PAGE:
The $554-million investment that General Motors Co. is making in its Canadian operations will be done without government financial support.
"We're not asking, we're not intending to ask, we're just proceeding with the projects," General Motors of Canada Ltd. president Stephen Carlisle said Friday. "We're proceeding with the projects full speed ahead."
The auto maker agreed last fall to make investments in its Oshawa, Ont., assembly plant, St. Catharines, Ont., engine and transmission plant and a parts warehouse in Woodstock, Ont. The spending commitment was made as part of a four-year labour agreement negotiated with Unifor, the union that represents hourly workers at the three plants.
GM concluded that it wasn't necessary to ask for financial help for these projects, but any future projects would be eligible for assistance, Mr. Carlisle said.
Sources familiar with the agreement the company made with the union last September said GM will spend $400-million to upgrade its flexible plant in Oshawa so that workers can perform final assembly of pickup trucks whose unfinished bodies will be shipped to Oshawa from a plant in Fort Wayne, Ind., that assembles full-sized pickups.
GM has not confirmed that, but Mr. Carlisle told an industry conference put on by trade publication Automotive News in Toronto Friday that the vehicle slated for Oshawa is a pickup.
He said after the conference that he's not prepared to identify what specific truck model is involved or what U.S. plant will supply the frames.
He confirmed that the vehicle involved is a pickup and that a GM plant in the United States will supply the frames.
"It's an existing pickup truck," he said.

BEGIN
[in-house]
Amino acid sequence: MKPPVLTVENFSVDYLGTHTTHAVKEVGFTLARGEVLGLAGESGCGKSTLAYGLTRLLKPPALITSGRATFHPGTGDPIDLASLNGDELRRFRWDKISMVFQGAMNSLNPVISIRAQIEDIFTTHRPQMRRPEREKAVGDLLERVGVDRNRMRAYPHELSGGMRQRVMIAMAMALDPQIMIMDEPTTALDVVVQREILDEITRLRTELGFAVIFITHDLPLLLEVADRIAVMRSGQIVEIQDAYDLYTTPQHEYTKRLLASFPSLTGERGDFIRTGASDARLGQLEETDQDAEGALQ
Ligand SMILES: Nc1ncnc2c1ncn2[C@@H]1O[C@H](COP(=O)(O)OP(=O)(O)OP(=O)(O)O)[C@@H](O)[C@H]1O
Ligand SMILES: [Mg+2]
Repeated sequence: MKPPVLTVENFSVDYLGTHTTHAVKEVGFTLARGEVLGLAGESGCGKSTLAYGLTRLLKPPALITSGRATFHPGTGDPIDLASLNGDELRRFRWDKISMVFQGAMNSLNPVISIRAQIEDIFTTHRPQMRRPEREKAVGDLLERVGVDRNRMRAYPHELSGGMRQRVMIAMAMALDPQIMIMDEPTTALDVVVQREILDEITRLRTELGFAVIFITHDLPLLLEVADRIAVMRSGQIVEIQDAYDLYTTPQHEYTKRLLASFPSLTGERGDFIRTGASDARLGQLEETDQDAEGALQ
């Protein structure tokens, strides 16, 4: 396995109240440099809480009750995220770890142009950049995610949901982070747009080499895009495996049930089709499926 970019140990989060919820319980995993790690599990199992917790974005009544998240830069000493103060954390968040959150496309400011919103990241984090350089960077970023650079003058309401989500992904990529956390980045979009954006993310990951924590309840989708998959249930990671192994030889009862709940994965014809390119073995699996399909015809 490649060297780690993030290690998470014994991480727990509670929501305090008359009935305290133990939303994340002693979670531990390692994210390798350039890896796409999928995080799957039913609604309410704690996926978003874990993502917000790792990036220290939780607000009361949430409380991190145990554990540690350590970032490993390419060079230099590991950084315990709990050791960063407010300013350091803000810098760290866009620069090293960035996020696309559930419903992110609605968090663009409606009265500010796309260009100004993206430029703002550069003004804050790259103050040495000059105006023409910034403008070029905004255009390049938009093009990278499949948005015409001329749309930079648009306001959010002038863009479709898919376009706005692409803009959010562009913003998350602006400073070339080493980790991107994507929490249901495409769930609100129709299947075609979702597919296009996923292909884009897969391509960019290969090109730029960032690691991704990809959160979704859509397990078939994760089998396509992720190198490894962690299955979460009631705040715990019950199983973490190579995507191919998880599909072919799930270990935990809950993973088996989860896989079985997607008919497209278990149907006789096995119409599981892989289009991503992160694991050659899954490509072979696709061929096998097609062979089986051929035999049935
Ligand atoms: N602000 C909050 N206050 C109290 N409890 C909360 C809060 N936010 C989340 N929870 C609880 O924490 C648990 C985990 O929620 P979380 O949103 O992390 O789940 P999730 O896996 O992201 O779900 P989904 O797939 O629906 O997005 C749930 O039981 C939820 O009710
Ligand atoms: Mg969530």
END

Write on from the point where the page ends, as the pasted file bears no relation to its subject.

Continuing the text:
The plan is similar, he said, to a shuttle program GM runs now that involves shipping unfinished bodies of Chevrolet Equinox crossovers to another plant in Oshawa from GM's Cami Automotive Inc., facility in Ingersoll, Ont.
The Equinox shuttle program ends this July and the Oshawa plant that now does the final assembly is scheduled to close.
Sources said the shuttle from the U.S. plant is expected to begin in November and a recent announcement by GM of $1-billion in spending at its U.S. plants included an investment in Fort Wayne to permit that plant to produce more pickup truck bodies.
GM's stance on government help for the new investments differs from that of its Detroit Three rivals Fiat Chrysler Automobiles NV and Ford Motor Co.
Fiat Chrysler chairman Sergio Marchionne said in Detroit last month that the company had not begun talks yet with the governments seeking grants to support more than $300-million worth of investments. Once those talks began, Mr. Marchionne said, he would ask for "as much as I can get."
Joe Hinrichs, Ford's president of the Americas, said in Detroit in January that the auto maker was in talks to secure financing.
On a separate issue, Mr. Carlisle said GM Canada will repay $220-million worth of interest-free loans to the federal and Quebec governments as scheduled on April 1.
The 30-year loans were given to the company in 1987 to redevelop its plant in Ste. Therese, Que. The plant closed in 2002.